podcast

Episode 11: ”Beagle” Forensic Software Hunts Cybercriminals

Keri Roberts

There are only two hard problems in computer science: naming things and cache invalidation.” -Phil Karlton

Why is a data forensics computer program named after a tenacious hunting dog?

It isn’t.

Jay Koven, a PhD candidate at the NYU Tandon School of Engineering who’s a member of the security and privacy research group working on data forensics, helped create the forensic visual analytics tool called “Beagle.”

He shared some of the challenges he faced, his exciting future, and the surprises he learned along the way, including the inspiration for the name Beagle.

What Is Beagle?

Beagle is a forensic investigation tool based on visual analytics. Koven and his team designed it to resemble an email client to make it a comfortable fit for investigators who commonly use email.

It has an incredibly powerful query language for the searches. They made that language very simple so that somebody who is an investigator, not a computer scientist, could easily create very complex queries.

Koven noted that the concept may sound simple, but the logistics are challenging. People use abbreviations and speak in slang. That makes a lot of the standard algorithms fall apart. AI doesn’t work well on this subject for the same reasons.

This Beagle Sniffs out Crime

When Koven and his team started this project, they were thinking in terms of big institutional financial fraud, maybe something the SEC or Secret Service (part of the U.S. Department of the Treasury) would be investigating. All of those things have large email datasets associated with them.

Emails, texts, and other electronic communications go hand in hand with many kinds of crimes. In financial fraud, they leave a documented trail of what was done. Transactions generate confirmations. There’s a lot of information passed back and forth.

If you’re a cyber scammer, obviously you’re using email to communicate with the victims, banks, and credit card companies. Communications play a major role.

Beagle allows you to attack a large dataset. In one test case, it poured through three and a half million emails to tease out the criminal network involved, find the actual financial fraud (which is usually found in proof of various bank transfers or credit card transactions), and find the actual identity of the account owners.

All of this information was buried in the dataset. Beagle adds the ability to do a lot more filtering in the searches and give feedback regarding the results. The system is so fast that users can do query after query with almost instant returns.

Building the Beagle

The team approached the problem initially from a social network point of view. The social network in that dataset is going to be a crucial part of the investigation.

The reality is that the overview of the social network is useless. You’re talking about millions of emails, all the connections; it’s what Koven referred to as a “hairball.”

Koven and his team needed to give the investigator the ability to build a social network of the people they discover, and then let the investigators work off of that.

They’re looking for the ring leader, they’re looking the bosses, they’re looking for the mules, they’re looking for people who have different roles. And so they are doing some of that analysis, but it’s more of a semantic analysis of what’s in the emails.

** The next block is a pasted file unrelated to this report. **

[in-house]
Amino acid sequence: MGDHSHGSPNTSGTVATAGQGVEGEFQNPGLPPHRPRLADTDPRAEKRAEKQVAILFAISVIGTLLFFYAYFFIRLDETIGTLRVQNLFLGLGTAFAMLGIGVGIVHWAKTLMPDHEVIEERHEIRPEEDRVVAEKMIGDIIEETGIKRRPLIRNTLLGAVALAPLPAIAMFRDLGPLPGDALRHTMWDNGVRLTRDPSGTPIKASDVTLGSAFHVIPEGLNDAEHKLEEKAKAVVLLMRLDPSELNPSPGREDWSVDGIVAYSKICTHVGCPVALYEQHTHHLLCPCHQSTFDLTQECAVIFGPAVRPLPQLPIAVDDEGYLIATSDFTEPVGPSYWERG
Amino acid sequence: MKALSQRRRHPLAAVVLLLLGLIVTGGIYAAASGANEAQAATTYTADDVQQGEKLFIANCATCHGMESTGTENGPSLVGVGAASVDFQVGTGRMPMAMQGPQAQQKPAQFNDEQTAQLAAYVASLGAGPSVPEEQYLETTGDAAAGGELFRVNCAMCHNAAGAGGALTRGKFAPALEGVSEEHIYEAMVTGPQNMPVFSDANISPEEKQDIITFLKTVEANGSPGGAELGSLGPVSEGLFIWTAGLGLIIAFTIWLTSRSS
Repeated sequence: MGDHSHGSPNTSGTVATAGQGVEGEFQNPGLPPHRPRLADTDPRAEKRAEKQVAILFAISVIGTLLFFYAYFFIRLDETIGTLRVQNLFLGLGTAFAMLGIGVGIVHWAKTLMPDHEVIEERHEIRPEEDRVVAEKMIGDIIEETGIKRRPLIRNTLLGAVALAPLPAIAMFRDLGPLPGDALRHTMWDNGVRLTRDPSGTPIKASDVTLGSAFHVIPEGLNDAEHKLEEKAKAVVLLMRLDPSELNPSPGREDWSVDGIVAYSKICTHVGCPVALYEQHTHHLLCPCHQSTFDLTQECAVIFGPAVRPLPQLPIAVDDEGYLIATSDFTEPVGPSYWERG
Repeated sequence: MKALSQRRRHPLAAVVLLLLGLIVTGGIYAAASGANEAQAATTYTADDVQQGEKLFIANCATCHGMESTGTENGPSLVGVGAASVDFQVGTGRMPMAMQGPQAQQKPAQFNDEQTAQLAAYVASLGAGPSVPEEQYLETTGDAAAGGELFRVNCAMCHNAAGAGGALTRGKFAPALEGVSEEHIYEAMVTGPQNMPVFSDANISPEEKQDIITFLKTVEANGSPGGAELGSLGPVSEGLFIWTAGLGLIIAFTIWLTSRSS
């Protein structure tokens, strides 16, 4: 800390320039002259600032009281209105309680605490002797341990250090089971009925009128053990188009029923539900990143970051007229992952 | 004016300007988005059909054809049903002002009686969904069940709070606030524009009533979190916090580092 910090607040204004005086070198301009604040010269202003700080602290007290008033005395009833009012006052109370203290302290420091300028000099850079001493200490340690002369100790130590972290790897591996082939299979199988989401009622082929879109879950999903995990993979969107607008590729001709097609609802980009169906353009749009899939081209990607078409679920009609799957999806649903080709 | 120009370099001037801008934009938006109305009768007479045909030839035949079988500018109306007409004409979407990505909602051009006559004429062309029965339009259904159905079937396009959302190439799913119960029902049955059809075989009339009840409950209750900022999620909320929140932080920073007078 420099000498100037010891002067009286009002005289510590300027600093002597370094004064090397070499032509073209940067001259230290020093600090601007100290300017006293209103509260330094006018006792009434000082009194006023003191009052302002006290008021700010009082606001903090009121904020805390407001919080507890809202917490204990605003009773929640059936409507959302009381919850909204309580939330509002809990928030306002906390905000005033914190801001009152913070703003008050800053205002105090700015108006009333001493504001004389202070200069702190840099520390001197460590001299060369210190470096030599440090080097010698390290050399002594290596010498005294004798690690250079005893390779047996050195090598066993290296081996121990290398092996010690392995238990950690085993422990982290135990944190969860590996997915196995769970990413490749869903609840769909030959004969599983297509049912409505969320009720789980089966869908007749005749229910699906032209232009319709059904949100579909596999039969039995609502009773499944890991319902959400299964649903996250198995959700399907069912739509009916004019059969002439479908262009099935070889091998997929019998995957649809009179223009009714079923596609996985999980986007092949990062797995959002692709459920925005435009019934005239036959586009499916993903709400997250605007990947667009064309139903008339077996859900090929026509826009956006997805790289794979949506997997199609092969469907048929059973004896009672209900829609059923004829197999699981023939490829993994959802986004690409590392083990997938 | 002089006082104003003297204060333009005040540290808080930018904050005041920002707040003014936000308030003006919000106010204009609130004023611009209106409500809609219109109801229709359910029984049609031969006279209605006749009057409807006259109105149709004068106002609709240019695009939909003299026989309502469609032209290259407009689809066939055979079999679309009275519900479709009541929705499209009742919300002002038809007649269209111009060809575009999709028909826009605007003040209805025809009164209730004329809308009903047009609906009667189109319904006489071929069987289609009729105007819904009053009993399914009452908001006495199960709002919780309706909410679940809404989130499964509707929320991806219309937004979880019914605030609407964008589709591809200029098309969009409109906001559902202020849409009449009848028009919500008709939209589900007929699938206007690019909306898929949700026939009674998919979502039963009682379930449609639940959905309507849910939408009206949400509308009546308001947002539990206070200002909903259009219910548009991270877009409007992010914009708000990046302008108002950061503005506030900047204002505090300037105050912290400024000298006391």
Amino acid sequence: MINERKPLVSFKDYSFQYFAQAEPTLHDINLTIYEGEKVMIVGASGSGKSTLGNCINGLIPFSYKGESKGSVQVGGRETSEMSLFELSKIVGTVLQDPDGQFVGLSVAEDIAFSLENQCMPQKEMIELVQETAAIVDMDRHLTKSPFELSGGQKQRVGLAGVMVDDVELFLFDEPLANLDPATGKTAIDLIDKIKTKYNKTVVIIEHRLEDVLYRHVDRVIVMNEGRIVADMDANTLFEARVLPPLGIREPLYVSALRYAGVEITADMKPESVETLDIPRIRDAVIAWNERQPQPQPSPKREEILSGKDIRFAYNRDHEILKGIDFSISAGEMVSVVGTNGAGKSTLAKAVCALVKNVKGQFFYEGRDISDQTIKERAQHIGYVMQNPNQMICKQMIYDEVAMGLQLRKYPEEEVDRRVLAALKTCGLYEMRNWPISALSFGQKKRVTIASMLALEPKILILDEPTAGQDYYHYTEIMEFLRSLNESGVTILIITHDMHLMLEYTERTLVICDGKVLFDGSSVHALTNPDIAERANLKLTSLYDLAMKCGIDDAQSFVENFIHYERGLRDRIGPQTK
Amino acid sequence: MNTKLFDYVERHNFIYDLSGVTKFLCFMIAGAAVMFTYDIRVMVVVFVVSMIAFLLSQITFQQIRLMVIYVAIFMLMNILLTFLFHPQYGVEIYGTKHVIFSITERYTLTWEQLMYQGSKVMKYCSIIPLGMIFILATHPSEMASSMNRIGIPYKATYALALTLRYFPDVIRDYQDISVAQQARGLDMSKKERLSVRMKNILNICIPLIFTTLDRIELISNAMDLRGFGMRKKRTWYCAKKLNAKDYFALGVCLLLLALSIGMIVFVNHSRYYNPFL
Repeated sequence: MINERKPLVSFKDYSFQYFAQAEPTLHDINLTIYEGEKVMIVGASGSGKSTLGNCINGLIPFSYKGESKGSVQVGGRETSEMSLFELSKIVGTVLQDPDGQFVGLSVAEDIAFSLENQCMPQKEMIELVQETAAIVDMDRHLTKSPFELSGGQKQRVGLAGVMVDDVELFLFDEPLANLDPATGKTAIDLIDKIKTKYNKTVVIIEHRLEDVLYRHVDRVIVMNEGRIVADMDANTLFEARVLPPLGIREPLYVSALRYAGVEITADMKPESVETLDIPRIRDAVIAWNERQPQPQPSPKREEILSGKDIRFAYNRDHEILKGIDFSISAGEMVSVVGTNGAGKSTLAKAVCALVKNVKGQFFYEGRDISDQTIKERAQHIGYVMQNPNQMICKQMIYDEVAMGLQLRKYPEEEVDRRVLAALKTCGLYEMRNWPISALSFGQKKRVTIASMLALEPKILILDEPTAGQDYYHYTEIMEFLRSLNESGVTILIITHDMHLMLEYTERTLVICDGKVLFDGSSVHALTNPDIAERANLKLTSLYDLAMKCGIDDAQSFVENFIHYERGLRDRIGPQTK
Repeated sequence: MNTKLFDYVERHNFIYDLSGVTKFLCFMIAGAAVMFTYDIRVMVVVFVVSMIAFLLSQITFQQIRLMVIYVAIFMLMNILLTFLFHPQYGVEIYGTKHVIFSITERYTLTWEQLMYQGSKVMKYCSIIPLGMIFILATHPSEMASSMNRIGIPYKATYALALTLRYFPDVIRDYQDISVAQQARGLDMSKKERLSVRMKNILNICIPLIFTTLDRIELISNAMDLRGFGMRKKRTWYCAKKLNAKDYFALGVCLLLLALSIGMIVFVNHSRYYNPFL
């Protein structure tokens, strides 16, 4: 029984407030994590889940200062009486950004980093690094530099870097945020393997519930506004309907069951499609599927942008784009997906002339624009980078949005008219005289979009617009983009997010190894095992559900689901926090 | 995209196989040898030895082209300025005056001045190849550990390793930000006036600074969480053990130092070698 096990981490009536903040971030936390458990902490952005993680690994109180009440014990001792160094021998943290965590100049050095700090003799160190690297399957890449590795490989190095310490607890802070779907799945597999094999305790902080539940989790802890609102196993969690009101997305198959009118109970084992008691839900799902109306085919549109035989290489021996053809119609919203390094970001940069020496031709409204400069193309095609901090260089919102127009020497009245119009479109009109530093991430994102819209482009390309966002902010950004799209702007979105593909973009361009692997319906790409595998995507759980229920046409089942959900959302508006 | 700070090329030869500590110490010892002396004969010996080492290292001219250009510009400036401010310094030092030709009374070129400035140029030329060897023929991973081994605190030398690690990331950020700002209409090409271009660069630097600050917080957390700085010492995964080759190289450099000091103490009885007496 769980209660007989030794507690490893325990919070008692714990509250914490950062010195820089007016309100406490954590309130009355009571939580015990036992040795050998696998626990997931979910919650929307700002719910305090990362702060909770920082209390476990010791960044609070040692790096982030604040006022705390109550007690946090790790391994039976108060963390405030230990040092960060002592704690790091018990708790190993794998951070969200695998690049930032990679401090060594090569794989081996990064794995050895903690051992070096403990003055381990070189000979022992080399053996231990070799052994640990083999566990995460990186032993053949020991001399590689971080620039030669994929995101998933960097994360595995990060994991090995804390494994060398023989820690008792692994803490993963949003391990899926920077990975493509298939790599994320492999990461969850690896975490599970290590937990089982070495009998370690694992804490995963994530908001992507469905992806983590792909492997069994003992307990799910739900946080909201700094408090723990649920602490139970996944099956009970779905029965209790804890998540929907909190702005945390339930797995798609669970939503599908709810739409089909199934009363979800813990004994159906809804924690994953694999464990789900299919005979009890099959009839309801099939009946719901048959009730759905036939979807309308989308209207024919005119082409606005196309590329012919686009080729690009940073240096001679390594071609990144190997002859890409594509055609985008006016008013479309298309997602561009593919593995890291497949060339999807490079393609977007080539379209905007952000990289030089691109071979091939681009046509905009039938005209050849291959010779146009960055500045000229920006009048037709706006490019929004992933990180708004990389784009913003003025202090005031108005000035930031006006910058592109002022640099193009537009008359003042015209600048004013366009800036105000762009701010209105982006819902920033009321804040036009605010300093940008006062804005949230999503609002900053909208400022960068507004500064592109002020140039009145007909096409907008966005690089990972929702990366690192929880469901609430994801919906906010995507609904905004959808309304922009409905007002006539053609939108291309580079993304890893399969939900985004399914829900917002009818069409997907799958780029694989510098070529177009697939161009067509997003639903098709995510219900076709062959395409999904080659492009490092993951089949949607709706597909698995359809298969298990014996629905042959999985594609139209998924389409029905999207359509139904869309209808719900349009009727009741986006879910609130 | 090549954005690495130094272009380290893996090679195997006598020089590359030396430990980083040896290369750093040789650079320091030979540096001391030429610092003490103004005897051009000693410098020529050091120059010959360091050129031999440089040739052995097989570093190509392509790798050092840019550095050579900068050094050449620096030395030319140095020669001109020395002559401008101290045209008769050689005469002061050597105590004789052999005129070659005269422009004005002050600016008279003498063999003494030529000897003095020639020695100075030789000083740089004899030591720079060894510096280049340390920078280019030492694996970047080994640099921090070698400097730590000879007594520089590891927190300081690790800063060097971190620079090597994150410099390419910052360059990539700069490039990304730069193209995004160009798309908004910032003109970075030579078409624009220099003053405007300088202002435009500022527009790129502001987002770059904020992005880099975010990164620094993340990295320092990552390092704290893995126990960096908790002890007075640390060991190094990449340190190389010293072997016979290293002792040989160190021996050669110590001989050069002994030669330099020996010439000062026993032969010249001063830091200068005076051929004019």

Like a lot of things in life, they didn’t realize that until they were well into the process.

“What we’ve gotten in feedback is, not only did you succeed but we need this yesterday.” —Jay Koven

Finding the Bad Guys

The development team got input in general terms from the Secret Service, FBI, and different district attorney offices, because this is a problem they all face. Unfortunately, no one was willing to share their datasets for legal reasons.

Which was a big problem.

Fortunately, they were able to work with a California data security company called Agari.

Agari had collected email datasets from cyber scammers who had attacked their clients. They had collected the data because they wanted to understand how cyber scammers operated so they could improve their tools to protect their clients.

Koven’s team wanted to identify the kinds of scams that were in there, how they were doing the scamming. As a bonus, if they could identify any of the individuals, that was passed on to law enforcement.

In some cases, law enforcement was already watching the people Beagle identified. In other cases, the names were new information. The team learned a lot about how cyber scammers operate, and what constitutes a successful investigation.

The Future

Koven’s long term goal is to turn Beagle into a real product versus a research tool. When somebody asks if Beagle is in its Beta testing, he has to admit that it’s not even in its alpha testing.

Beagle started out as a research tool where the original goals were to understand the process and to see if it could help.

The feedback Koven has gotten from law enforcement is, “Not only did you succeed but we need this yesterday.”

Koven will wrap up his PhD shortly and his goal is to make Beagle available to law enforcement. That may be through open source, or through creating a company. One way or another he will get the tool out there so that people can use it.

“Emails, texts, and other electronic communications go hand in hand with many kinds of crimes.” —Jay Koven

Naming the Beagle

Koven, clearly a Renaissance Man, remembered reading a book that talked about how, in Middle English, the term Beagle meant investigates doggedly.

The computer program is certainly well named.